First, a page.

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March C-IED Newsletter 2015
In this C-IED Newsletter:
Spring-clean your product portfolio for 2015
If your work is concerned with high-threat IEDD, covert MOE, anti-hostage and/or anti-alarm applications then you zoom straight to details on our K-cutter electronic wire cutter. We are sure you will want to update your offering.
Be sure to visit our website as we have plenty more options from bomb suits to kits, we stock and can source lots for teams around the world.
In the UK Spring starts on Friday 20 March 2015, so as well as looking ahead to this welcome change of season, we’re taking an insightful and interesting look back at the history of bomb disposal. Can you guess who was the first known bomb squad and who they were deployed against? Ten Nexus Defence points if you can!
We’ll take our usual look at some of the global situations that are affecting our everyday news. From IS to nuclear deals looking to be brokered there is some meaty reading to digest within this issue.
Thanks for reading and don’t forget to share this newsletter with your colleagues.
From the Nexus Defence Team
Bomb Disposal History
In 1903 the New York City Police Department was the first to establish a municipal bomb squad in the United States. They were known as the “Italian Squad”, and their primary mission was to deal with dynamite bombs used by the Mafia to intimidate immigrant Italian merchants and residents.
Over 50 Islamic State militants killed in clashes northern Iraq
Shingal, Kurdistan Region: More than 50 militants of Islamic State (IS, also known as ISIS/ISIL) were killed in Shingal overnight as Peshmerga forces repelled a four-pronged attack on Kurdish positions in the city, a military commander told Rudaw on Monday [2 March].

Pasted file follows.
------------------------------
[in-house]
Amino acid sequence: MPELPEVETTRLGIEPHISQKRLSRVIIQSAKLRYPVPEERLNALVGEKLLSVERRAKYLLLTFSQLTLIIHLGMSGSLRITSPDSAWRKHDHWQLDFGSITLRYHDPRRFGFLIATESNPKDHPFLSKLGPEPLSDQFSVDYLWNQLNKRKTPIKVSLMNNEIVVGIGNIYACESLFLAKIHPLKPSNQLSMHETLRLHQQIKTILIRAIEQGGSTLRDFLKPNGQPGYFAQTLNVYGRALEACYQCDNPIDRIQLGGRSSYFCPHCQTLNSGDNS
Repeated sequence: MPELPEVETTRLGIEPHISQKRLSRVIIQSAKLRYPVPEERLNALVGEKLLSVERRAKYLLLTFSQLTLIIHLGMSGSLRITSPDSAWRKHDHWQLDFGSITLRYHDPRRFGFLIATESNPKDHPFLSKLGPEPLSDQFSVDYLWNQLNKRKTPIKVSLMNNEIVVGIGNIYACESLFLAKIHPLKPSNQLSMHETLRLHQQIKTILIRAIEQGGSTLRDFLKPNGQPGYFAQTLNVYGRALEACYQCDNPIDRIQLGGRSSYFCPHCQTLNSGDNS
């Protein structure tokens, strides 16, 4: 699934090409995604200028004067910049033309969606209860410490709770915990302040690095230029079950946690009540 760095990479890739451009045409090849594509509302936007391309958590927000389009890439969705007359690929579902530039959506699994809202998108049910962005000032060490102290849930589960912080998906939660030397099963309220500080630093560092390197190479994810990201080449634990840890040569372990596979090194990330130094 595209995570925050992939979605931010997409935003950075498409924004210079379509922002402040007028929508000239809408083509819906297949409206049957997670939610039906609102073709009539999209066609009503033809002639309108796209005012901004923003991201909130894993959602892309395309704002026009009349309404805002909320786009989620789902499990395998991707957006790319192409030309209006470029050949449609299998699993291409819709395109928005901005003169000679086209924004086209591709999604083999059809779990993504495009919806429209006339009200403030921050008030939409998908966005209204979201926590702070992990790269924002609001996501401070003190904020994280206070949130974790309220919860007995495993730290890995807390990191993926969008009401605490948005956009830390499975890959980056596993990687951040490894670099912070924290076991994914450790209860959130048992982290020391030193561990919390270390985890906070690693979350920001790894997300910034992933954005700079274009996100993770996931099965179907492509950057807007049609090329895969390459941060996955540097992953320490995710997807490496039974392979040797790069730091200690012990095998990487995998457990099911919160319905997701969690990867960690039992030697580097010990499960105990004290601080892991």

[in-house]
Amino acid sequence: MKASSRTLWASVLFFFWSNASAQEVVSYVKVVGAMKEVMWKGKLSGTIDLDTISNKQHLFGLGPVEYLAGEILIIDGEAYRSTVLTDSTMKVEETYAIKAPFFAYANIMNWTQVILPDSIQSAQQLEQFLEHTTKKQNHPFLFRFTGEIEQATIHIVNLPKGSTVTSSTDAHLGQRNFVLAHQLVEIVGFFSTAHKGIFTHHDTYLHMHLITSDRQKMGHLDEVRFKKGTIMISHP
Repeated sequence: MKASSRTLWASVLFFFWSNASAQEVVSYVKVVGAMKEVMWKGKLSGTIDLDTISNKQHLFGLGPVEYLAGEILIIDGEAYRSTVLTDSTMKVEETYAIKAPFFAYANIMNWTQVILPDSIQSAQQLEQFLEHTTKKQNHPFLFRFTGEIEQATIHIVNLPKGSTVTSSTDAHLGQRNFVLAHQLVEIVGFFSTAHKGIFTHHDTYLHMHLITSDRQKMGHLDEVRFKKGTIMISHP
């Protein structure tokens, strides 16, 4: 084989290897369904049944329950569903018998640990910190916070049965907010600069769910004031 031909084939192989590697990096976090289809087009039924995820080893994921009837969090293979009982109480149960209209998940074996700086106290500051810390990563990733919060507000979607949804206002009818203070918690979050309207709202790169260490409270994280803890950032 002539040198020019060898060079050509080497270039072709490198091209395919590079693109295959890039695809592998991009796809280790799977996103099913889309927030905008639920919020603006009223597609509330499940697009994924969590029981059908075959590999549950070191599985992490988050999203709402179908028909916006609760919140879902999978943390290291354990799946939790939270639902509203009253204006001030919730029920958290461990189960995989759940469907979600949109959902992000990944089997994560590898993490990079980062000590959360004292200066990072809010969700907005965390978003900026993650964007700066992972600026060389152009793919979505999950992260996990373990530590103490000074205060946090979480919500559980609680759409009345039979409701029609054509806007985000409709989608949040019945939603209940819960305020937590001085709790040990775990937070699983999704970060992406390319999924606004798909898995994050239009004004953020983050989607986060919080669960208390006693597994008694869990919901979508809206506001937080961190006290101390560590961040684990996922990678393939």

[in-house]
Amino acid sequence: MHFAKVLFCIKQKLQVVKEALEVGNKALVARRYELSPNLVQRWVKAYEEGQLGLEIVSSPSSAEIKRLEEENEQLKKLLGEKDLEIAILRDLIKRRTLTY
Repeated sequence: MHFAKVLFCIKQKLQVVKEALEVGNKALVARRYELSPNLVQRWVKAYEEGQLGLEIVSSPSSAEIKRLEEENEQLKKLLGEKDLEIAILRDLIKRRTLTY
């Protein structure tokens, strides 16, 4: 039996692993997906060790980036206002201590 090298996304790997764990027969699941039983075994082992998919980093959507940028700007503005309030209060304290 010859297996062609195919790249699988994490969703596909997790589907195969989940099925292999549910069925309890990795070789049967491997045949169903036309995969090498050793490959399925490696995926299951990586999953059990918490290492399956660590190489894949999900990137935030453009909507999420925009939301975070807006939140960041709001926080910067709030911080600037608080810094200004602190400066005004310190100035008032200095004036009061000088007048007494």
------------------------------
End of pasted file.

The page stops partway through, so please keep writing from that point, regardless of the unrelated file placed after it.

General Hashim Sitayi, commander of the Kurdish forces, in Shingal said that the militants renewed attacks on Peshmerga positions around 0500 am Monday local time [0300 gmt], targeting his troops with three bomb-laden vehicles.
“We have casualties among our brave Peshmerga but also more than 50 dead bodies of IS in our hands,” General Sitayi told Rudaw. “We have strongly repelled the offensive, although the battle is still continuing,” he said.
Peshmerga forces broke a four-month siege on the Shingal Mountain last December and recaptured parts of the town, but were unable to advance due to minefields planted in the city by the militants.
Sitayi said coalition airstrikes were involved in the overnight attacks on the militants.
“We have control of the situation in Shingal, but there are sporadic mortar shots in and around Shingal,” he added.
Shingal’s Mayor Maisar Haji Salih told Rudaw earlier that the militants had launched a four-pronged attack on Kurdish positions late Sunday night.
Air strikes also targeted militant positions in the Gwer area east of Kirkuk on Saturday, halting an ISIS advance across the Khazir Lake.
“We continually coordinate with coalition fighter jets which fly almost constantly overhead,” Lieutenant Muhammad Karim told Rudaw.
Meanwhile, the Kurdish military began digging a 70-kilometer long ditch around the border towns of Zumar and Rabiaa, which they say will protect both the Peshmerga and the residents from suicide bombings.
First Lieutenant Nahro Haji told Rudaw that the two-meter deep ditch will effectively hinder vehicles with explosives from crossing the Nineveh plains and target positions inside the cities.